Habakkuk 1:3

Why dost thou shew me iniquity, and cause me to behold grievance? for spoiling and violence are before me: and there are that raise up strife and contention.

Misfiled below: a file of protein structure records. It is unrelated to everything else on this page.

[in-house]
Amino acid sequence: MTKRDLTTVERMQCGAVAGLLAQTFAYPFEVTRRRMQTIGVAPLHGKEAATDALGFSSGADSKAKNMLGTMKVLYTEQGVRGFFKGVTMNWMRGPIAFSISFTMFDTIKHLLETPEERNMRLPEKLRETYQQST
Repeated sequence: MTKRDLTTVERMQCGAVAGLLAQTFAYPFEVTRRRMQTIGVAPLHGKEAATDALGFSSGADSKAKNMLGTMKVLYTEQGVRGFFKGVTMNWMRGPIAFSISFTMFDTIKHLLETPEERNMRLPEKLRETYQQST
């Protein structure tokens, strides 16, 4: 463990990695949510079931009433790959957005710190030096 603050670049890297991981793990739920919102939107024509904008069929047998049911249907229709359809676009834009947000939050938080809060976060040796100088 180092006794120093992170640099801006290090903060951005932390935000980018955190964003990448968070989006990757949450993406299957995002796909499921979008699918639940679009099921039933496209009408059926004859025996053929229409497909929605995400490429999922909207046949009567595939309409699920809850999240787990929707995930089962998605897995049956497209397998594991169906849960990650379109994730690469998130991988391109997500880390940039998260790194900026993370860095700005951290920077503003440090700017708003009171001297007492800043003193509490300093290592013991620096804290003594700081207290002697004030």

More so decades ago than is the case today, country clubs were de facto men’s clubs where gambling, drinking, and womanizing were prevalent. Some would even say “GOLF” stood for “Gentlemen Only, Ladies Forbidden.” Needless to say, the Tuesday night “Women’s League” was not in existence. The country club was a place where “men could do men things”, i.e. drink, smoke, and gamble, without the judgment of a spouse or children. Habakkuk was a prophet with a burden and was greatly distressed by the open strife, contention, violent, and sinful behavior of men during his day. He had such a burden, he cried out to God asking “why do I have to be such a witness to these open and public actions of the wicked?” God has three main purposes in allowing the believer live among and around the sinful actions of others. First, it allows us to confirm the doctrine of grace. We see the impact of sin in the lives of others. Those who engage in these sinful behaviors invariably lose their spouse, families and/or careers because of their sinful behavior. The losses are inevitable. Sooner or later, the actions of the wicked are brought to light and judgment is begun. We see what we might have been, but for the saving grace of our Lord Jesus Christ. The second reason for us to be among inequity is to further teach us to admire His sovereignty. When we see the wickedness of society, it leads us to ask ourselves “Why are we different that we don’t cleave to these sinful vices?” The Holy Spirit confirms to us, it is grace – that saving, amazing grace. But for the leading and guiding Spirit dwelling within us, our lustful flesh would also succumb to these desires. The third reason God allows us to dwell and live among sin is for us to have an increased desire to be a faithful witness for Christ that they may see His saving grace by our steps. We should have that earnest desire to reflect the righteousness of Christ and bear witness to those living in sin. We should have that burden for the lost who are living an outward life of sin. The desire is not to be judgmental of their actions, but to show them love and convey the gospel to them that they too may come to a saving knowledge before loss comes to their life and household. Let us be thankful for our salvation and not take our relationship for granted.

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